Yep, my stuff all over the bathroom sink.. means I've moved in. But I didn't REALLY feel that the house was livable until this:
Would you steal WIFI from a signal with that name?
My first night in the house was Sunday, December 15th. And here's the sticker from the County indicating that the house passed final inspection, meaning it is legal to occupy. (Let's not look too closely at the date, okay?)
My apartment lease was up in the beginning of December, after which I stayed in a friend's parents' second home a few miles away. It was divinely convenient that they didn't need the house till Christmas, and that they were generous enough to allow a veritable stranger to live in it for two weeks.
I didn't expect to need to stay anywhere else, but the building inspector surprised me by failing the house's final inspection just because the Great Room didn't have its finishes done - the brick pavers for the floor and wood boards for the walls. I had been told by other builders that this wouldn't be a problem; I needed interior doors for my bedrooms and bathrooms (not for closets) and I needed the address numbers on the house, among other things, but I could definitely leave one room unfinished. Ha ha! Nope.
If we're talking about simply being able to "occupy" the building, it doesn't make sense to me that every room would have to be finished. The building is structurally stable. All the plumbing works. The electricity is on. The mechanical system works. All the appliances are in and working. All of that passed inspection. What else do you need to live in a place? Certainly not wood boards on a few walls of one room! But the inspector said that because I show the Great Room as a finished space on the permitted set of drawings, as opposed to calling it "unfinished space," the code requires it to be finished prior to being issued a Certificate of Occupancy. State law.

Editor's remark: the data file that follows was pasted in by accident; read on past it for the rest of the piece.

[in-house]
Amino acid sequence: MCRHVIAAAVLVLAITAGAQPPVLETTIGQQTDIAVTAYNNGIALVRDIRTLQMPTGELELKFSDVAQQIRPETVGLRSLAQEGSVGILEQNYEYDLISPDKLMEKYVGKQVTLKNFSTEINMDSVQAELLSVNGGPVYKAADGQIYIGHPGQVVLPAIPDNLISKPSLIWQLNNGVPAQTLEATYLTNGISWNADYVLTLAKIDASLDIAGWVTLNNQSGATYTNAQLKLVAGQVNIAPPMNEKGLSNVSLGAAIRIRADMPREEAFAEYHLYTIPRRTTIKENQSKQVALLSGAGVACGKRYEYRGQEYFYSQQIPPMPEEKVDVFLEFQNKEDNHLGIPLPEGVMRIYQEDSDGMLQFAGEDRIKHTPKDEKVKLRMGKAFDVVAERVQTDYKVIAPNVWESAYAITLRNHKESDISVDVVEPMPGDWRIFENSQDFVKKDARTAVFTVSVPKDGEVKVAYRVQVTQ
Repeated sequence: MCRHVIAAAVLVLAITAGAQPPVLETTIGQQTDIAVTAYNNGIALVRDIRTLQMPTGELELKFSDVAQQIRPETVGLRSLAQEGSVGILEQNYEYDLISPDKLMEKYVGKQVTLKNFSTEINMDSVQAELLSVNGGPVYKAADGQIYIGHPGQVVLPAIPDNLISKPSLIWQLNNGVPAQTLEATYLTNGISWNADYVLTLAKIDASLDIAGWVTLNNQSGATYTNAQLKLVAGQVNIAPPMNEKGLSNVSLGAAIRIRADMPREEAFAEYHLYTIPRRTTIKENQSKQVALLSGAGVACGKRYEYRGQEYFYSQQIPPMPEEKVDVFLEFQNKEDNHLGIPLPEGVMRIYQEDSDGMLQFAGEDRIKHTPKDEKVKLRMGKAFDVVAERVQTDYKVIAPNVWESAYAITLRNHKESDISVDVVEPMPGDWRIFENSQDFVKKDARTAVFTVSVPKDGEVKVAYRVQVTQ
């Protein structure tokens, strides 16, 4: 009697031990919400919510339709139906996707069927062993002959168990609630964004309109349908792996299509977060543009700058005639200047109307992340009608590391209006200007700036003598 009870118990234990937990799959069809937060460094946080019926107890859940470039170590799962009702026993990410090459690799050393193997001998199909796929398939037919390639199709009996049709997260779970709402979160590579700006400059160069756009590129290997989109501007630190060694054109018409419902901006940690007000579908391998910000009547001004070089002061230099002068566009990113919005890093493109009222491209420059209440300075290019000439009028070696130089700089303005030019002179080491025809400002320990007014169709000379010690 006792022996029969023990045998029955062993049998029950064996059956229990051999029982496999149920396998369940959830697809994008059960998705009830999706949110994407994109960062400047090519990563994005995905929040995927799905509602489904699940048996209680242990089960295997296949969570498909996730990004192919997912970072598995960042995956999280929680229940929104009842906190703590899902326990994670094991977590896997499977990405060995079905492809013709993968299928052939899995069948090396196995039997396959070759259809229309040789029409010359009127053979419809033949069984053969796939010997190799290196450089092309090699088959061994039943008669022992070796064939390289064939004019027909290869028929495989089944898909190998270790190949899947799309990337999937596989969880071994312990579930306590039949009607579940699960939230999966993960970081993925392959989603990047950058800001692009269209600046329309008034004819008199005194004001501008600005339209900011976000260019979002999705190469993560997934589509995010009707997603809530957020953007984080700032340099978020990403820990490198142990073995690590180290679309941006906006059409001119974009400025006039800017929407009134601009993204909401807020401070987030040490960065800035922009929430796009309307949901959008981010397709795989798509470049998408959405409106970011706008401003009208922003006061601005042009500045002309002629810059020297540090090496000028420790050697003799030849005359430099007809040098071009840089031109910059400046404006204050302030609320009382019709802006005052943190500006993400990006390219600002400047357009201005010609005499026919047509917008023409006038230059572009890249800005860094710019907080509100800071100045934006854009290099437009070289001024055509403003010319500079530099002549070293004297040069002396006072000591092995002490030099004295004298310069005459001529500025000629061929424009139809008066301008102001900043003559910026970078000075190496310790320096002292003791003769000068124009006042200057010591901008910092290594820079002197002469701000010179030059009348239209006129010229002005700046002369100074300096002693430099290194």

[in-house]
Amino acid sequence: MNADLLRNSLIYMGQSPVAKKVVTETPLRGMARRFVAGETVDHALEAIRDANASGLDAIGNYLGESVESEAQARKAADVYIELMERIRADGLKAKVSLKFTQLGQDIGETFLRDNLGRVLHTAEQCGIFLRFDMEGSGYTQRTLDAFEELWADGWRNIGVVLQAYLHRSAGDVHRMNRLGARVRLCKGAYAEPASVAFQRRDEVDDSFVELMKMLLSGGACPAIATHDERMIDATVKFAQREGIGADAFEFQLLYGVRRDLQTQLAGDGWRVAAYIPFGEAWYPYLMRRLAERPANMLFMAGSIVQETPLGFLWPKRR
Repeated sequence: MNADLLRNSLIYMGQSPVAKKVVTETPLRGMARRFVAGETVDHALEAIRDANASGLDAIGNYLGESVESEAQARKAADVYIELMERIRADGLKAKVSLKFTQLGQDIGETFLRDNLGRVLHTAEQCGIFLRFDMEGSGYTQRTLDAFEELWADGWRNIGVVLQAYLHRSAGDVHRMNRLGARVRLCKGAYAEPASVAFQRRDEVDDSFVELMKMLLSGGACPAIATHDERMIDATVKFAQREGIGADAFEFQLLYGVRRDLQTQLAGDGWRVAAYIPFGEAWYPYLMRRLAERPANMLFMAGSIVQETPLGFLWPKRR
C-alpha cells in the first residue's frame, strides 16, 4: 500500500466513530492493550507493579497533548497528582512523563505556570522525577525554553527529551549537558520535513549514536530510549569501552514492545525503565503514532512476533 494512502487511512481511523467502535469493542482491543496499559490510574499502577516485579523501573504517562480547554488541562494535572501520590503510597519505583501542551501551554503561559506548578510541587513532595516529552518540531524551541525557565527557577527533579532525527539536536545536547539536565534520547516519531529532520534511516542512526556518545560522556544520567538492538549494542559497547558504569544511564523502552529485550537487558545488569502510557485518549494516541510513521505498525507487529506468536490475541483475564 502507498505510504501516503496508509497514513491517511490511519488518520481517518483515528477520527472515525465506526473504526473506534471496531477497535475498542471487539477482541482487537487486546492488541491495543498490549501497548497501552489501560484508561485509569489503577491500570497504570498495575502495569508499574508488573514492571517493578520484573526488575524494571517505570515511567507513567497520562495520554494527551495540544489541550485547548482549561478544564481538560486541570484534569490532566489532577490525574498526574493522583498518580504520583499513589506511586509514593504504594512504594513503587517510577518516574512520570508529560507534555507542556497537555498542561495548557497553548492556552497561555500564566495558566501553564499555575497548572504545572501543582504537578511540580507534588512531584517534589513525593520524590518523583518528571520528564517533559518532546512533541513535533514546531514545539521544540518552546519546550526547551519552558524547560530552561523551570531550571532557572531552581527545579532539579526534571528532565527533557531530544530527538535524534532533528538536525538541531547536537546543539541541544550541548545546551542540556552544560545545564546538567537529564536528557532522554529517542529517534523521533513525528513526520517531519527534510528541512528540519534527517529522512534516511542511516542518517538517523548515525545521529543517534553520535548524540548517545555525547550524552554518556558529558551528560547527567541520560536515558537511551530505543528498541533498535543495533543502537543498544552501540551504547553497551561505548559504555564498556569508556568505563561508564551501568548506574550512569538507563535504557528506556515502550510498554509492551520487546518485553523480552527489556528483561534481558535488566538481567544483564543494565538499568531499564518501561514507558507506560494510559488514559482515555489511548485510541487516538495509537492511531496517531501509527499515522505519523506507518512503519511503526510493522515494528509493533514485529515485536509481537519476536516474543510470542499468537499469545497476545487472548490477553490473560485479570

Dumb state law, I say. I scheduled the Great Room floor and wall work right away of course, got a good jump on it for the two weeks I stayed at my friend's parents' house, but then decided to just move in anyway. Close enough.
That's one reason I haven't written a post since November. I've been living in this house for over a month now, and it’s been (and still is) such a slow, hard process of finishing everything and settling in that I'm just now getting back to the blog. Also, for the six months leading up to this move-in, I've been poorer and sicker than ever before in my life. Work at my job has continued to slow, and the stomach problems that plagued me for relatively brief periods in the past ("only" six weeks at a time) returned in July of last year and have not left. Just when I would wish to feel my best and be most financially secure, God has allowed me to be weakest and most dependent on others. And just when I would want to be most sociable, especially via sharing meals, my stomach will have none of it. "Y'all come over for oatmeal and hot tea!" Right. I haven't prayed three times for God to remove these thorns, as Paul did; I've prayed more like 300 times. Others have prayed continuously as well. My family even held a healing service for me over Christmas, laying on hands and anointing me with oil. But God is still saying no, and not saying why. The timing is compelling, and especially inconvenient (from my human perspective, anyway). The nature of the affliction is compelling too - NOTHING gets me down like recurring nausea. It's like someone who knows how to torment me best has been allowed free reign.
But I'm plodding along, still committed to finishing, and trying to focus on the special glories I'm experiencing as I live here. One of the first, and one of my favorites, came on New Year's Day - two weeks after I moved in. I started a post and didn't get very far. But I like how that writing began - with a description of what it's like to sleep here: